Our 34th annual Manassas-Bull Run Christmas Bird Count was held on December 20, 2015. We got some relief from unusually hot December weather when the day started below freezing and then Count Day temps topped out in the 40s with bright sun and breezes. We had a record high number of participants with 129 people counting just over 20,000 birds among 80 species. While the bird numbers and species were down slightly from last year, they are within past 15 year averages.
At the same time, we counted all-time highs for one-fifth of the species seen. Included in those 16 species were Gadwall, Ring-necked Duck, Sharp-shinned Hawk, Ruby-crowned Kinglet, Eastern Towhee, Song Sparrow, White-Throated Sparrow and American Goldfinch. Incredibly, in six of the seven woodpecker species we saw all-time highs. People all over are reporting high numbers of Red-headed Woodpeckers; we saw 50 (our previous high was 11). For Bald Eagles, we counted more than ever before, both for adults and immatures. Common Raven sightings continue to increase – an all-time high of 9 this year.
We also had some unusual sightings: one sector saw a falcon trifecta (American Kestrel, Merlin, and Peregrine Falcon); our whole count circle has only done this once before, in 2003. Another sector had an owl trifecta (Eastern Screech, Barred and Great Horned); the last time our count circle had three owls was 2006 when we saw Barred, Great Horned and Short-eared Owls. We actually had two Screech Owls, the first time we have had any since 2004. We also saw six Pine Siskins in a year with a very warm fall and no reports of siskin irruptions.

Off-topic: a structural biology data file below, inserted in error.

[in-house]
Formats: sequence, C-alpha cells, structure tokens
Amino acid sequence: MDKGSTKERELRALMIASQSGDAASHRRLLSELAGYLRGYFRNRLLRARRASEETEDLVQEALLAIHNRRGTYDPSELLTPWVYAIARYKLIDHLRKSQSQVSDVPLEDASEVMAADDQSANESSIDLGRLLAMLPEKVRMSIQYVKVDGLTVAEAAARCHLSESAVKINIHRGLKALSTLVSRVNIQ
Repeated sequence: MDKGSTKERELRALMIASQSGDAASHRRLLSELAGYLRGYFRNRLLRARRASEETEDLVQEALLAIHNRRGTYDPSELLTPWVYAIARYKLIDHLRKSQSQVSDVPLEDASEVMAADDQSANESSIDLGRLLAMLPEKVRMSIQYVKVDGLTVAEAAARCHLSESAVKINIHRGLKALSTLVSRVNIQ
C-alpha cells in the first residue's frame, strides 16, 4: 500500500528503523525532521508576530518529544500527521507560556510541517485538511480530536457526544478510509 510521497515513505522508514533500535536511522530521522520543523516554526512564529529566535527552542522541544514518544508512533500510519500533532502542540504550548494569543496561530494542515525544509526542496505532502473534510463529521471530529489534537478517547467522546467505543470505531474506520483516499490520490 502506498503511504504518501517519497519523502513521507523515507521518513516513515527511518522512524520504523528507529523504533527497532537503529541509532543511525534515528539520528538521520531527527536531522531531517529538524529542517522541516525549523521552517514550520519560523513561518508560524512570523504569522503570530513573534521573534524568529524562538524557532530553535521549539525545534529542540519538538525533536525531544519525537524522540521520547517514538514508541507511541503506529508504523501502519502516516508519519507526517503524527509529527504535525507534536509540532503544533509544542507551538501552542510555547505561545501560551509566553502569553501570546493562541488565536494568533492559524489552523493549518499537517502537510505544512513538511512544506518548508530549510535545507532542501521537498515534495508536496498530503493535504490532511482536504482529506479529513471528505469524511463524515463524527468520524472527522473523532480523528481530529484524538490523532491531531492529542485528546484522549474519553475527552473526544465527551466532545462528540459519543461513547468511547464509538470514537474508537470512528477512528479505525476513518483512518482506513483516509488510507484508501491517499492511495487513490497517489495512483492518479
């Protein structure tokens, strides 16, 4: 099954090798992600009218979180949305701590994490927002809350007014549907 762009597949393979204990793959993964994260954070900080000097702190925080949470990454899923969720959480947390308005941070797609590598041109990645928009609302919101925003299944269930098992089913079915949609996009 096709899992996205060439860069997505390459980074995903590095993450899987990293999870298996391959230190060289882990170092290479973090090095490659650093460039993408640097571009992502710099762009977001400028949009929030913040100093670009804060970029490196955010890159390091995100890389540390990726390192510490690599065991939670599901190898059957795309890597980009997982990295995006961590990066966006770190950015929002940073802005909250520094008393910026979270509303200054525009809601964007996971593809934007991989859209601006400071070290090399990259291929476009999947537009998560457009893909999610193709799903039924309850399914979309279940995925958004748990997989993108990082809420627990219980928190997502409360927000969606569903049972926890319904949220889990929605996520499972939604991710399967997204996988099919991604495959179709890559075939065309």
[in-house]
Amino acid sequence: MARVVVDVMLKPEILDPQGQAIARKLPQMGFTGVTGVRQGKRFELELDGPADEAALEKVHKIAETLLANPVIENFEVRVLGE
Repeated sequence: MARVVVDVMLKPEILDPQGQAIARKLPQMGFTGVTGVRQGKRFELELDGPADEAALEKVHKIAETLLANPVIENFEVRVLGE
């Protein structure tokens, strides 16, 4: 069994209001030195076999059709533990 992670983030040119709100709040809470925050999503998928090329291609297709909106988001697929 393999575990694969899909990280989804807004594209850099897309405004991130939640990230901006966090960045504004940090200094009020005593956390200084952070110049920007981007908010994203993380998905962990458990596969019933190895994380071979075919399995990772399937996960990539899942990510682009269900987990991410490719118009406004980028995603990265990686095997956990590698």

It is difficult to explain many of our all-time highs. Species populations wax and wane. In our count history, Downy Woodpecker numbers surge and decline; Eastern Bluebird numbers this year fell to half of last year’s and well below numbers since 2009. For some species, such as Northern Bobwhite and American Kestrel, the shift in land use in Western Fairfax county seems to explain part of the declining numbers. Other species once reduced by West Nile Virus seem to have rebounded. Our count circle echoes the recovery of Bald Eagle populations from DDT. And some species like Common Raven seem to be expanding their presence into our area; before 2001, we never reported any.
Copies of the full results for the count are available from ASNV website, the ASNV office, any of our sector leaders, or the compiler, Bob Shipman.
We gratefully thank all the enthusiastic birders both new and returning who came out this year; we hope you had a good time and will come back next year.